I sat by the stream, drenched in sunshine and spray, picking spicy fresh watercress as the waves crashed in the distance, making music as ethereal as the texture of the fine Pierre Paillard Brut Grand Cru in my glass. Ah, bliss. It is a place of refuge inside my head, where I find myself going a lot lately, when the squeaking din of reality proves too jarring to take.
Lingering in this sacred-feeling spot forever seemed the right thing to do, but we had one more stop on our Mystery Tour. Little did we know that we were about to step deep into photographic history. As we departed the bus (is there a word for getting off a bus that sounds as good as “deplaned”?), history literally came alive as the fourth generation of the famed Weston family, Zach, greeted us at the stairs to the famous Bodie House on Wildcat Hill.
Here, his great grandfather Edward lived off and on from 1938 until his death in 1958, immortalizing the stark, spiritually inspiring scenery of the Big Sur coast with his eye for intimacy that captured a shell or a cypress tree with the same sensuality as his artistic nudes.
Effervescent Garrett Bowlus and his Mom, Leslie, poured Albatross Ridge wines as we took in every beautiful detail of this old uninsulated pine cabin, much the same as it was when built by Edward’s third son, Neil. The fireplace was glowing red with pensive embers, as it does most every day, beating back the Pacific’s inevitable chill.
Everything about this place is gleamingly alive, warm with the passion of lives well lived, and well-preserved. Kim Weston, son of Cole Weston, Edward’s youngest child, lives here with his wife, Gina, and practices the art that runs so fluidly in this photogenically blessed family. An adjacent studio displays and sells works from several family members.
While Zach and his girlfriend Annabelle Scott (a Weston Scholarship award recipient), overviewed Edward’s evolution, evident in the many photos on walls and shelves, I admired the original equipment in the still functional, but unimaginably tiny darkroom, complete with notes on developing.
Edward’s desk, used today by grandson Kim, is cram-filled with his old books, his whiskey flask and several handwritten notes, including my favorite, “I do not lend books to friends. I do not wish to lose my books, or my friends.” Next to it sits his 4×5 camera on a tripod.
Prints adorn the wells, telling the story of many friendships, including an enduring one with Ansel Adams, who so enjoyed hanging out with likeminded souls on this last piece of earth until Japan that he built himself a home high in the Carmel Highlands.
During WWII, Eward Weston used the vista from Wildcat Ridge to keep an eye out for potential Japanese invaders. Today, the Weston’s keep vigilant for unannounced visitors: Bodie House is a mecca for photographers worldwide who yearn to drink in the magic that shines from within.
A magician in any kitchen, Chef Jerry Regester of Lucia Preserve, prepared a rich and delicious cassoulet packed with pork belly and duck, topped with beautifully seared tuna. Every bite was melted goodness, accentuated by the blithe spirit of the Albatross Pinot.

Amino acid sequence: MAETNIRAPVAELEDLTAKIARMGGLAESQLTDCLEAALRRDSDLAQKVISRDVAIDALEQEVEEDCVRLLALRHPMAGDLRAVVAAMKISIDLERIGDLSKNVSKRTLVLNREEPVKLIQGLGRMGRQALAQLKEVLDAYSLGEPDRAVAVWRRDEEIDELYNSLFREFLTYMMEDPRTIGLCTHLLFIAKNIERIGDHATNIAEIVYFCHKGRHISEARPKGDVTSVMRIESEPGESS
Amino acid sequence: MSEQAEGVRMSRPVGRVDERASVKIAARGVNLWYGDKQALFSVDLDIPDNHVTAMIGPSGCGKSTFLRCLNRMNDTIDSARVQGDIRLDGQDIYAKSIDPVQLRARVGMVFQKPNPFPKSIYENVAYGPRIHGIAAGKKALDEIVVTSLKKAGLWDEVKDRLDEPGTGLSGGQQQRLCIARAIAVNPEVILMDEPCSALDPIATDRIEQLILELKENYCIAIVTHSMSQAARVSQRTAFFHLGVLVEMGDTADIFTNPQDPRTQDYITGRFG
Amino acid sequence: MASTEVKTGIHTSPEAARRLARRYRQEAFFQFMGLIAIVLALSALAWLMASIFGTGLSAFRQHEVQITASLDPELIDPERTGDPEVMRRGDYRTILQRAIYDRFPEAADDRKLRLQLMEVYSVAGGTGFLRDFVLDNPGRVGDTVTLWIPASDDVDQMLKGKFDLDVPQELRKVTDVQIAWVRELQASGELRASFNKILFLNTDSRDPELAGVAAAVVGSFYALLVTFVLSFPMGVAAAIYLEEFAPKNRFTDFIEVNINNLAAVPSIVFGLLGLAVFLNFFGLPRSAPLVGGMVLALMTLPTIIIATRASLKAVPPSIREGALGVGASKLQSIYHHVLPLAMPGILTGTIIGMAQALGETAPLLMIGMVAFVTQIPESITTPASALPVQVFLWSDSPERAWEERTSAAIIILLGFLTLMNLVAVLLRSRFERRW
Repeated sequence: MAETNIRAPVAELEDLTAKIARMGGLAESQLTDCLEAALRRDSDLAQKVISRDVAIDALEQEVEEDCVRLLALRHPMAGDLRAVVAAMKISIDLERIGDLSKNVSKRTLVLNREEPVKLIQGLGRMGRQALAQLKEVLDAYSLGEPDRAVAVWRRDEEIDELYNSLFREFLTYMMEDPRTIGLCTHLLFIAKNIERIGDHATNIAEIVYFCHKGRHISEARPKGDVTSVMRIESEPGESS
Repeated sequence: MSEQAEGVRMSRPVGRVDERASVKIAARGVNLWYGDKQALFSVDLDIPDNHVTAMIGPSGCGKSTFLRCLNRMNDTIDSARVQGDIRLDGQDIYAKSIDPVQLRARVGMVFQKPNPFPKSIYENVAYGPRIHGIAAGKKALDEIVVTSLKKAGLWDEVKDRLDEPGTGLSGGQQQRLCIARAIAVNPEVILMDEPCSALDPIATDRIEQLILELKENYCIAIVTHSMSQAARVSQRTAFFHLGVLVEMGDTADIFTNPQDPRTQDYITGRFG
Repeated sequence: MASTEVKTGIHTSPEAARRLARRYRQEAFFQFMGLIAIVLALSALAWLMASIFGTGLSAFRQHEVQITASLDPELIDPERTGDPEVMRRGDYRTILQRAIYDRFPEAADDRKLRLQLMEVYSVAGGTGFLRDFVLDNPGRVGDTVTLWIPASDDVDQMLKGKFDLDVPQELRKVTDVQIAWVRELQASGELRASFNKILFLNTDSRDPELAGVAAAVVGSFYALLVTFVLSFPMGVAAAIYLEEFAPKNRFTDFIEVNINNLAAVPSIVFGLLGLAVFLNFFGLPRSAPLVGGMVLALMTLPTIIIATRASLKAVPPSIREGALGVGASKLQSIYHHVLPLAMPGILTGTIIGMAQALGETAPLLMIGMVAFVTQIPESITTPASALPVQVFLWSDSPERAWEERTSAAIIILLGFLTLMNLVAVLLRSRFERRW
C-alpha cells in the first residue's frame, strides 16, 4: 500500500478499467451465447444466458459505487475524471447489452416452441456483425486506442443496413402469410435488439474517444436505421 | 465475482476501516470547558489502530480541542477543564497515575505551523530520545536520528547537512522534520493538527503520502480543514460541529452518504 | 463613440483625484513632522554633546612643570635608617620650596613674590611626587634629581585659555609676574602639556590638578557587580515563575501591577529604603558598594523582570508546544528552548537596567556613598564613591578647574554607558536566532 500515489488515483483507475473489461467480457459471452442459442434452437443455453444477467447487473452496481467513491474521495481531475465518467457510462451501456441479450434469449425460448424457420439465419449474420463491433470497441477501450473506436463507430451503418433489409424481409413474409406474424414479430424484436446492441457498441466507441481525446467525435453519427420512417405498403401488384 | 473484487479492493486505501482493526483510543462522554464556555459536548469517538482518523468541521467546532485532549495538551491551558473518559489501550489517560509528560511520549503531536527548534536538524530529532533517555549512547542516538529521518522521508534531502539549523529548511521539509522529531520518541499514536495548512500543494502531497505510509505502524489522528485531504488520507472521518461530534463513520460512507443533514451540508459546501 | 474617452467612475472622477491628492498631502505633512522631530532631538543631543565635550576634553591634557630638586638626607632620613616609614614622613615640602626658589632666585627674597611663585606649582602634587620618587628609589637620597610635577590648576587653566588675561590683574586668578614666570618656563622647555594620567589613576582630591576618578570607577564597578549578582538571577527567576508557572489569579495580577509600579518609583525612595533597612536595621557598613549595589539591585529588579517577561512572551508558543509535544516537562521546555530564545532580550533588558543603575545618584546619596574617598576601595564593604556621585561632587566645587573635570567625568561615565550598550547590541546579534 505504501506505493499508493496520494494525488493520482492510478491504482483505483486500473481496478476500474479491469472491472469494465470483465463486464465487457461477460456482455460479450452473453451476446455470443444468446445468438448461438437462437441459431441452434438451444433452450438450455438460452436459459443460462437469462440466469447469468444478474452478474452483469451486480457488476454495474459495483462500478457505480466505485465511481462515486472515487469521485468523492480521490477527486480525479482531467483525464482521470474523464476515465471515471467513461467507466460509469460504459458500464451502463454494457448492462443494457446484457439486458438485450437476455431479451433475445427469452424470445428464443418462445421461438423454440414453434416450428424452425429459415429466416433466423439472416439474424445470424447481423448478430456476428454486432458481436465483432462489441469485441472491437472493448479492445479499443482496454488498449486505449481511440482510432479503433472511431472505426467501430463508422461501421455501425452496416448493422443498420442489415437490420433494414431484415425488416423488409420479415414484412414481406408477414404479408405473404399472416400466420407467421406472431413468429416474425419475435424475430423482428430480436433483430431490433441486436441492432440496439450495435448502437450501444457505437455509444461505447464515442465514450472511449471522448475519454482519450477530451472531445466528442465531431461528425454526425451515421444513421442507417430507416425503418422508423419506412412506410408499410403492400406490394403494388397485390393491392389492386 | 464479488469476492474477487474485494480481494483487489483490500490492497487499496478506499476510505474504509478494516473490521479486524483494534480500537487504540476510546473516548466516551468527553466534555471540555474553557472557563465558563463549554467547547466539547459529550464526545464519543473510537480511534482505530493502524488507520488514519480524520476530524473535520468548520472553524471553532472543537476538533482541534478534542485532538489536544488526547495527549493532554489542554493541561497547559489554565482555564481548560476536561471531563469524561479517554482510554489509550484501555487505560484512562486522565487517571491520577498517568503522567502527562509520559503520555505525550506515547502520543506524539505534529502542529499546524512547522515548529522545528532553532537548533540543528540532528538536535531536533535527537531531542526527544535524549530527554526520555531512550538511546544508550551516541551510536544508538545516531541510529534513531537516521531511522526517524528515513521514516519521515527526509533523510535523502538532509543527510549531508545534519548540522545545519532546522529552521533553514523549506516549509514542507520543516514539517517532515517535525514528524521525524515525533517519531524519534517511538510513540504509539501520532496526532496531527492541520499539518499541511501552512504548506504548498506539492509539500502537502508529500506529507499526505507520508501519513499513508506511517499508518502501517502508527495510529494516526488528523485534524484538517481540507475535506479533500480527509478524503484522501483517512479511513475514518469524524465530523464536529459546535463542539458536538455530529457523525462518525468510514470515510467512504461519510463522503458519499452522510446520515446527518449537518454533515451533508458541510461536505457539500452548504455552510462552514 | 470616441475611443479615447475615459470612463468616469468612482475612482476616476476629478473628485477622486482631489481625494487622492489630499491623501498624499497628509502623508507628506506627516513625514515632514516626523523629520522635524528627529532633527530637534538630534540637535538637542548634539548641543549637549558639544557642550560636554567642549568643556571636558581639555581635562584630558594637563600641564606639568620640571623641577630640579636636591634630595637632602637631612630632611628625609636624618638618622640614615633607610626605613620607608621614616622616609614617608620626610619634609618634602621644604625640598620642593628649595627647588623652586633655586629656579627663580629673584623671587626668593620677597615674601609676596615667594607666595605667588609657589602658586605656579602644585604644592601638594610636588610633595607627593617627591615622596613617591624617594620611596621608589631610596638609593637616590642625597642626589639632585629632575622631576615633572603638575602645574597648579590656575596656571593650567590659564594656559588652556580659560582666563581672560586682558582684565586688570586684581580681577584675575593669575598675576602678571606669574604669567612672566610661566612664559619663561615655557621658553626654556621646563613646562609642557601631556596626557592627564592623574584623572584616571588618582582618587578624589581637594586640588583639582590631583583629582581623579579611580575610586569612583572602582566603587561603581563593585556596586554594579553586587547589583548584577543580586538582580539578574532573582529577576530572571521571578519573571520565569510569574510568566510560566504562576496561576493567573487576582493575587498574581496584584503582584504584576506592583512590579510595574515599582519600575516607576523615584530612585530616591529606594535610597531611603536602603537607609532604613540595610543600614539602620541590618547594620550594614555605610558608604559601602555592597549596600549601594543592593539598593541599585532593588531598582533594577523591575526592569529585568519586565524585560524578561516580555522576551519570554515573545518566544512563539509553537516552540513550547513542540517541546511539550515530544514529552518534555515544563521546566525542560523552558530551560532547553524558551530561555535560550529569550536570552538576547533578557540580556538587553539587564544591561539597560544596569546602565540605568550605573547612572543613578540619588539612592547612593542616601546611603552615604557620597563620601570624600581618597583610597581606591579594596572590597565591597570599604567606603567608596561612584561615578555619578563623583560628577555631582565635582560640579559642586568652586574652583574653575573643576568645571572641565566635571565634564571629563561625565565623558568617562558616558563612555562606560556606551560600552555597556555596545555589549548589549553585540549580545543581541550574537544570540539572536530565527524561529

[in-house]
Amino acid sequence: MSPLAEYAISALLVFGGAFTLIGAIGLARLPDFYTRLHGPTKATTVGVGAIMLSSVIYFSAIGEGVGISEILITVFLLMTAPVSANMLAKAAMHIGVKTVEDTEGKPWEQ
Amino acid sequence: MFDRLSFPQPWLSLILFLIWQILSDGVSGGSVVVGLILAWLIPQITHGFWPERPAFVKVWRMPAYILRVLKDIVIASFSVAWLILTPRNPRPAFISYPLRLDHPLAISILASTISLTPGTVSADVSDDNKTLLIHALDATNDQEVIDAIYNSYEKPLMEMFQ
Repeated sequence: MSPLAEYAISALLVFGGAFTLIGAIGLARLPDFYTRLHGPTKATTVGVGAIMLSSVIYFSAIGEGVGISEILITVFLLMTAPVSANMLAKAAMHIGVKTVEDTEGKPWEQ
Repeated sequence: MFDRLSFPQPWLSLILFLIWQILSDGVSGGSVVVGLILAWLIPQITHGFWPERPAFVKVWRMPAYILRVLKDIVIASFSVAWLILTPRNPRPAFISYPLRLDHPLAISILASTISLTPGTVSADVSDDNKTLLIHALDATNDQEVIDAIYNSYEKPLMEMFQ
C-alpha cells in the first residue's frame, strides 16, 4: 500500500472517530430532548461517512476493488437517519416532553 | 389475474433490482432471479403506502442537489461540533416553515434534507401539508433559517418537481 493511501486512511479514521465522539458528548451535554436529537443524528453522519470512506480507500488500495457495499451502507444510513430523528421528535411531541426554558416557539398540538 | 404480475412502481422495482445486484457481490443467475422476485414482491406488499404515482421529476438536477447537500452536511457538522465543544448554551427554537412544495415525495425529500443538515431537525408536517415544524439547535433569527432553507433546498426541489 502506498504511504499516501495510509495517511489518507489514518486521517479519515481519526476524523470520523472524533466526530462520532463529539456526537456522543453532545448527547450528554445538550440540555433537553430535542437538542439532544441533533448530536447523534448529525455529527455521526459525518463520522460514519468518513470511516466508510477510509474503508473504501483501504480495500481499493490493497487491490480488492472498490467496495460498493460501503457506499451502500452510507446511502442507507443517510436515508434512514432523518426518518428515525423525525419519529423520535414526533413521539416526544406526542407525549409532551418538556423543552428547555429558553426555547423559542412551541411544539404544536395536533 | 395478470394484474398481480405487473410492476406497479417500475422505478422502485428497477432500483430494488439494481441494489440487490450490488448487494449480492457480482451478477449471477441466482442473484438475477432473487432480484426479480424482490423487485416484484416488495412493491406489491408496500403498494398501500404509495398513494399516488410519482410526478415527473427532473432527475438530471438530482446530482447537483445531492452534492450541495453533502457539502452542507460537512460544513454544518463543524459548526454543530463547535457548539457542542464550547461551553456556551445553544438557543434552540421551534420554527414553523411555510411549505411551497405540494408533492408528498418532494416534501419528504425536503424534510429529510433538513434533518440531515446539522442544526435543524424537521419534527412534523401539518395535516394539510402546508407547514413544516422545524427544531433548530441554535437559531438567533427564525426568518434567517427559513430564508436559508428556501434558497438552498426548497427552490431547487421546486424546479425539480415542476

One lucky member of our merry band of mystery seekers had the good fortune to pick the winning raffle ticket for a limited edition Weston print. Zach also touchingly bestowed one on Aengus, who was momentarily speechless.
Some of the group hung out on the hand-tiled back patio by the firepit, others drank in every word as Zach explained the development process, while the rest of us soaked up the strong sun gleaming over the Pacific on the front deck, savoring the last dram of wine in our glasses before we reluctantly rejoined the previously scheduled program known as the rest of our lives.
We so need moments like this, when the magic and the mystery that used to shamelessly inhabit every single hour of our young lives is restored, even if briefly. It does the soul good.
Mark your calendars right now for the 2017 Big Sur Food & Wine Festival, which will take place Nov 2 – 4, 2017. Visit the event website to sign up for the mailing list.Tickets to this event would make great holiday gifts: hint, hint!!
Make sure to sign up for one (or all) of the Magical Mystery Tours, or Hiking With Stemware. This is a bucket list event, if there ever was one, combining the Best of the West with end of the earth awesomeness. There’s no guarantee that any of the sites visited in 2016 will reappear on the 2017 roster, but you can be sure of a most unforgettable experience: and more than a little magic and mystery.
BY: LAURA NESS, WINE JUDGE & WINE WRITER
Laura Ness, aka “Her VineNess,” is an accomplished wine journalist and wine critic whose passion for wine was ignited by a visit to France, where she had the unmatched pleasure of tasting Sancerre in the medieval town of Sancerre – splendid!— and then a Saumur, after visiting the Chateau de Saumur in Chinon. The concept of terroir came alive in those incandescent moments. She regularly judges wine competitions and serves on the tasting panels of the Pinot, Cabernet and Chardonnay Shootouts. She was instrumental in helping define the unique sub-regions of the Santa Cruz Mountains AVA in concert with Appellation America. You can usually find her sipping and smiling in Mendocino, Livermore, the Santa Lucia Highlands, Santa Cruz Mountains and Paso Robles. Laura writes extensively for many industry and consumer publications, and has weekly wine columns in several Bay Area newspapers. She blogs, irreverently and sporadically, at myvinespace.com.